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CompilingforIA-64 Carol Thompson Optimization Architect Hewlett Packard.

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Presentation on theme: "CompilingforIA-64 Carol Thompson Optimization Architect Hewlett Packard."— Presentation transcript:

1 CompilingforIA-64 Carol Thompson Optimization Architect Hewlett Packard

2 History of ILP Compilers CISC era: no significant ILPCISC era: no significant ILP –Compiler is merely a tool to enable use of high- level language, at some performance cost RISC era: advent of ILPRISC era: advent of ILP –Compiler-influenced architecture –Instruction scheduling becomes important EPIC era: ILP as driving forceEPIC era: ILP as driving force –Compiler-specified ILP

3 Increasing Scope for ILP Compilation Early RISC CompilersEarly RISC Compilers –Basic block scope (delimited by branches & branch targets) Superscalar RISC and early VLIW CompilersSuperscalar RISC and early VLIW Compilers –Trace scope (single entry, single path) –Superblocks & Hyperblocks (single entry, multiple path) EPIC CompilersEPIC Compilers –Composite regions: multiple entry, multiple path Composite Regions Traces Superblock Basic Blocks

4 Unbalanced and Unbiased Control Flow Most code is not well balancedMost code is not well balanced –Many very small blocks –Some very large –Then and else clause frequently unbalanced –Number of instructions –Pathlength Many branches are highly biasedMany branches are highly biased –But some are not –Compiler can obtain frequency information from profiling or derive heuristically

5 Basic Blocks Basic Blocks are simpleBasic Blocks are simple –No issues with executing unnecessary instructions –No speculation or predication support required But, very limited ILPBut, very limited ILP –Short blocks offer very little opportunity for parallelism –Long latency code is unable to take advantage of issue bandwidth in an earlier block

6 Traces Traces allow scheduling of multiple blocks togetherTraces allow scheduling of multiple blocks together –Increases available ILP –Long latency operations can be moved up, as long as they are on the same trace But, unbiased branches are a problemBut, unbiased branches are a problem –Long latency code in slightly less frequent paths can’t move up –Issue bandwidth may go unused (not enough concurrent instructions to fill available execution units)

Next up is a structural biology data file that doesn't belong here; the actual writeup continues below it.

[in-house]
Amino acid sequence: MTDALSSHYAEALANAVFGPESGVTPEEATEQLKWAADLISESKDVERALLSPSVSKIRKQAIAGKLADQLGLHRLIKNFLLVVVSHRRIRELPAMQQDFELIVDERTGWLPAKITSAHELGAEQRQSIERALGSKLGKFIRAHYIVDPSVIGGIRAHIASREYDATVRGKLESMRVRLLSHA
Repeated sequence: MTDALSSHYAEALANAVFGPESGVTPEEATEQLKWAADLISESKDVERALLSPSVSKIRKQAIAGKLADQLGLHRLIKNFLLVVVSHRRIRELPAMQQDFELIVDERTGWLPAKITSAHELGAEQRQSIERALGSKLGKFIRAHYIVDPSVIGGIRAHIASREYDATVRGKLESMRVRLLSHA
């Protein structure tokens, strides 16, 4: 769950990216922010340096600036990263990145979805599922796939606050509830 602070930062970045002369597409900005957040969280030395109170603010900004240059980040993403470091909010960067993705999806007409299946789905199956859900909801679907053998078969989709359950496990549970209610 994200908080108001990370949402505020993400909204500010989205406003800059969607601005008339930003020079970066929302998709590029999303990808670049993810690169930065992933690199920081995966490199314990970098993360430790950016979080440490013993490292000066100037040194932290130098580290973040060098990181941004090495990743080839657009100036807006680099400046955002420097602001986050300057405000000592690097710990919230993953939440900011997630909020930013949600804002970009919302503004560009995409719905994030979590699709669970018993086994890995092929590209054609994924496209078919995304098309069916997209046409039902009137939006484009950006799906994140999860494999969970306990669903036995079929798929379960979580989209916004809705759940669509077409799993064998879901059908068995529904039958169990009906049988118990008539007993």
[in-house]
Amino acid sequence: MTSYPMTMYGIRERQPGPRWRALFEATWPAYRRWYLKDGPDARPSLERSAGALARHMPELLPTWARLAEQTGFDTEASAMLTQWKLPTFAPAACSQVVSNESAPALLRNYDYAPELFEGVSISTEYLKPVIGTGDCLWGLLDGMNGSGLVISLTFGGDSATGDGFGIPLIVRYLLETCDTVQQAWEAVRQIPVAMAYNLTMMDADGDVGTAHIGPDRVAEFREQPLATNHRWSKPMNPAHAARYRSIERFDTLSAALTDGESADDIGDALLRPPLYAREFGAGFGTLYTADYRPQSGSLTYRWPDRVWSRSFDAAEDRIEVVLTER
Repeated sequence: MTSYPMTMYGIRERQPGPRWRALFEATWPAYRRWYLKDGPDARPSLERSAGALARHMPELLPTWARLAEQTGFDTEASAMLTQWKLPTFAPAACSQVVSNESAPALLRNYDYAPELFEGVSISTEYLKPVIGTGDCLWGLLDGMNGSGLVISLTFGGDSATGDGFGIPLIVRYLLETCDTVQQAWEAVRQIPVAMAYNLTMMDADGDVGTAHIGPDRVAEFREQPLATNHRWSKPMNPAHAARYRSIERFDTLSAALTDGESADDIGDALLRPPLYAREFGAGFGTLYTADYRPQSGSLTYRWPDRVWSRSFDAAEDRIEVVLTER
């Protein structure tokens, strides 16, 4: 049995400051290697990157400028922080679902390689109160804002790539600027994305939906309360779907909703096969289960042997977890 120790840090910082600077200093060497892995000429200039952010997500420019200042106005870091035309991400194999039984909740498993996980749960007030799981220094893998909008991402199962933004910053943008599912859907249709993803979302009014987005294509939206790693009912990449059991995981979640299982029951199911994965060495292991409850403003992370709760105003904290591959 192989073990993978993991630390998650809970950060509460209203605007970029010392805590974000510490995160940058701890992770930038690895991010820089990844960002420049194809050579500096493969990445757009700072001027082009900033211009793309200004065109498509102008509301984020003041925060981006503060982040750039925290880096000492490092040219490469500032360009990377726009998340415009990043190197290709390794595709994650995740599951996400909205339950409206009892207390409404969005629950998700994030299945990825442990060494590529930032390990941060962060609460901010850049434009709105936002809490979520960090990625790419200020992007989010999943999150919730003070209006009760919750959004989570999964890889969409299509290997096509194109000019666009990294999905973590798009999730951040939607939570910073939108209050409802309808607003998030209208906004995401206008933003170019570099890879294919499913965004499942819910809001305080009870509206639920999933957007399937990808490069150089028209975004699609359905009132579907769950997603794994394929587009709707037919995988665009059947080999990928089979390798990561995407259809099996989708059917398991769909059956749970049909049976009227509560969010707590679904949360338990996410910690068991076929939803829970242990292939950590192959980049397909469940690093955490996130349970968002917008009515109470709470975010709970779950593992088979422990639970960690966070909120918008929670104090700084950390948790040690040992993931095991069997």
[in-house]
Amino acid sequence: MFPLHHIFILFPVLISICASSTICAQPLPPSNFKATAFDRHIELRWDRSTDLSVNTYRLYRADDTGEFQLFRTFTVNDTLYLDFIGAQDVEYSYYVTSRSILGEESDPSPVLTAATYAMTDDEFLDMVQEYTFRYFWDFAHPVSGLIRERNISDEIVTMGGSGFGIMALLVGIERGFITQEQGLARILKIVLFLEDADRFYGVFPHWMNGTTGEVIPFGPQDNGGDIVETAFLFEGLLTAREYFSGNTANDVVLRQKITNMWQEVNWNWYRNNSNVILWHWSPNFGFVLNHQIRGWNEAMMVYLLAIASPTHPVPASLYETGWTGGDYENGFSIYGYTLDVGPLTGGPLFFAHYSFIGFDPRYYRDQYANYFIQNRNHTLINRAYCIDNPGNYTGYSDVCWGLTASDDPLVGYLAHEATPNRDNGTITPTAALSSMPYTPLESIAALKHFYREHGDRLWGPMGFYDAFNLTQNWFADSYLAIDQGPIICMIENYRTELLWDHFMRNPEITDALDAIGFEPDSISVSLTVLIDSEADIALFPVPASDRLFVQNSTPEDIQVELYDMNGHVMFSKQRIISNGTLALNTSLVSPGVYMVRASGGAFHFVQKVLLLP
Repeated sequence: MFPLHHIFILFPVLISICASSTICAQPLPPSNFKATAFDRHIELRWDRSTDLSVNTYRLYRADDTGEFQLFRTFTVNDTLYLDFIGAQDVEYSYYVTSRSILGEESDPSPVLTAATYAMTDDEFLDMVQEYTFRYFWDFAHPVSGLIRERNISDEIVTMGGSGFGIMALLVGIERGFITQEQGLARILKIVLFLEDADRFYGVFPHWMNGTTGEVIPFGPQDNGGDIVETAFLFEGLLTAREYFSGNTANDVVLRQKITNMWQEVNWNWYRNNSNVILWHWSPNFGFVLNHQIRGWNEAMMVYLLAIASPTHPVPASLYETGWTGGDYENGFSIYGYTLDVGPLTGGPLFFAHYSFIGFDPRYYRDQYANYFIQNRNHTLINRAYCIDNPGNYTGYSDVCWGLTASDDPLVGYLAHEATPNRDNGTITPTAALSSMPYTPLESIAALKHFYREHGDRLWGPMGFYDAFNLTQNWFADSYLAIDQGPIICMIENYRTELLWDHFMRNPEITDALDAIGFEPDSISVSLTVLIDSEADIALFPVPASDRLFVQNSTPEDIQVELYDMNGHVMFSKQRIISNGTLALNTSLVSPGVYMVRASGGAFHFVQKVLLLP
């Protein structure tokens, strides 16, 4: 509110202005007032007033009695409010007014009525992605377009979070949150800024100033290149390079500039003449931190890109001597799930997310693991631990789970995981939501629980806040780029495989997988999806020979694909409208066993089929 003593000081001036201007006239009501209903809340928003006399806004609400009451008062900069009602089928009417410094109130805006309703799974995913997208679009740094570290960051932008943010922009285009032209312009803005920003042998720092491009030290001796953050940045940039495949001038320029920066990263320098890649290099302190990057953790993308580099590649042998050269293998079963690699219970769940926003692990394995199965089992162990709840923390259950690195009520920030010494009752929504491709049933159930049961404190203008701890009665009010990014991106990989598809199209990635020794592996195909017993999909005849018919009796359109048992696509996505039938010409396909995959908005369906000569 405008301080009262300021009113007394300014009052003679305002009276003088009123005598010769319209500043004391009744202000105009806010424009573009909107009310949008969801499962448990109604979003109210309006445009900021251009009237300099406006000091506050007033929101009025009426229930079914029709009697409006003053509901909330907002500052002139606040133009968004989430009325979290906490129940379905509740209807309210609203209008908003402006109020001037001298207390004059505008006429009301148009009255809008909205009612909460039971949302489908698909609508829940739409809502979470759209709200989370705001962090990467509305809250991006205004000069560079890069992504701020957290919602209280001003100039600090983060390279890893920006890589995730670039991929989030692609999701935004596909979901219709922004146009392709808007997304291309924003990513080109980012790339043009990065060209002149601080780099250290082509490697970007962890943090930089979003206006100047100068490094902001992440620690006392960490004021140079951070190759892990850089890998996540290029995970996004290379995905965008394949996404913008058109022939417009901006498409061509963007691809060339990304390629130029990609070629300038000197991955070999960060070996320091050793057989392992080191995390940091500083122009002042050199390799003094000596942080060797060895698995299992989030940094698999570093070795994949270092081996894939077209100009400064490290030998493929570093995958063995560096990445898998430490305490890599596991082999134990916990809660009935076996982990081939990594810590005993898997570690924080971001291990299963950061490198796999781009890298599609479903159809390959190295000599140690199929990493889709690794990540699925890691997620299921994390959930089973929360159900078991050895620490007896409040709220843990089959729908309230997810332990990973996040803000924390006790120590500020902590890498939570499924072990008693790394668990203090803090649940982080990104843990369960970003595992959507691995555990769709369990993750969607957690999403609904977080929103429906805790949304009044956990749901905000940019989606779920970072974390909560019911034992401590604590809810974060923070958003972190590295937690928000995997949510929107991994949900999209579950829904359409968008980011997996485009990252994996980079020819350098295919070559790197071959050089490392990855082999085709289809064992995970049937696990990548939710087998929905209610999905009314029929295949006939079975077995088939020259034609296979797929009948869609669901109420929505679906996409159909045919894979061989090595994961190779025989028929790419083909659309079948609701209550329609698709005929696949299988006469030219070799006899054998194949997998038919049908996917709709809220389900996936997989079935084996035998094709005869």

7 Superblocks and Hyperblocks Superblocks and Hyperblocks allow inclusion of multiple important pathsSuperblocks and Hyperblocks allow inclusion of multiple important paths –Long latency code may migrate up from multiple paths –Hyperblocks may be fully predicated –More effective utilization of issue bandwidth But, requires code duplicationBut, requires code duplication Wholesale predication may lengthen important pathsWholesale predication may lengthen important paths

8 Composite Regions Allow rejoin from non-Region codeAllow rejoin from non-Region code –Wholesale code duplication is not required –Support full code motion across region –Allow all interesting paths to be scheduled concurrently Nested, less important Regions bear the burden of the rejoinNested, less important Regions bear the burden of the rejoin –Compensation code, as needed

9 Predication Approaches Full Predication of entire RegionFull Predication of entire Region –Penalizes short paths

10 On-Demand Predication Predicate (and Speculate) as neededPredicate (and Speculate) as needed –reduce critical path(s) –fully utilize issue bandwidth Retain control flow to accommodate unbalanced pathsRetain control flow to accommodate unbalanced paths

11 Predicate Analysis Instruction scheduler requires knowledge of predicate relationshipsInstruction scheduler requires knowledge of predicate relationships –For dependence analysis –For code motion –… Predicate Query SystemPredicate Query System –Graphical representation of predicate relationships –Superset, subset, disjoint, …

12 Predicate Computation Compute all predicates possibly neededCompute all predicates possibly needed OptimizeOptimize –to share predicates where possible –to utilize parallel compares –to fully utilize dual-targets

13 Predication and Branch Counts Predication reduces branchesPredication reduces branches –at both moderate and aggressive opt. levels

14 Predication & Branch Prediction Comparable misprediction rate with predicationComparable misprediction rate with predication –despite significantly fewer branches Îincreased mean time between mispredicted branches

15 Register Allocation Modeled as a graph-coloring problem.Modeled as a graph-coloring problem. –Nodes in the graph represent live ranges of variables –Edges represent a temporal overlap of the live ranges –Nodes sharing an edge must be assigned different colors (registers) x =... y =... =... x z =... = … y = … z y z x Requires Two Colors y z x

16 Register Allocation x =... y =... x z y With Control Flow z =... = … z = … y x =... = … x x y z Requires Two Colors

17 Register Allocation x z y With Predication x x =... y =...z =... = …yx =... = …z = … x z Now Requires Three Colors y

18 Predicate Analysis p0 p2p1 x y x =... y =...z =... = …yx =... = …z = … x z p1 and p2 are disjoint If p1 is TRUE, p2 is false and vice versa

19 Register Allocation x z y With Predicate Analysis x y x =... y =...z =... = …yx =... = …z = … x z Now Back to Two Colors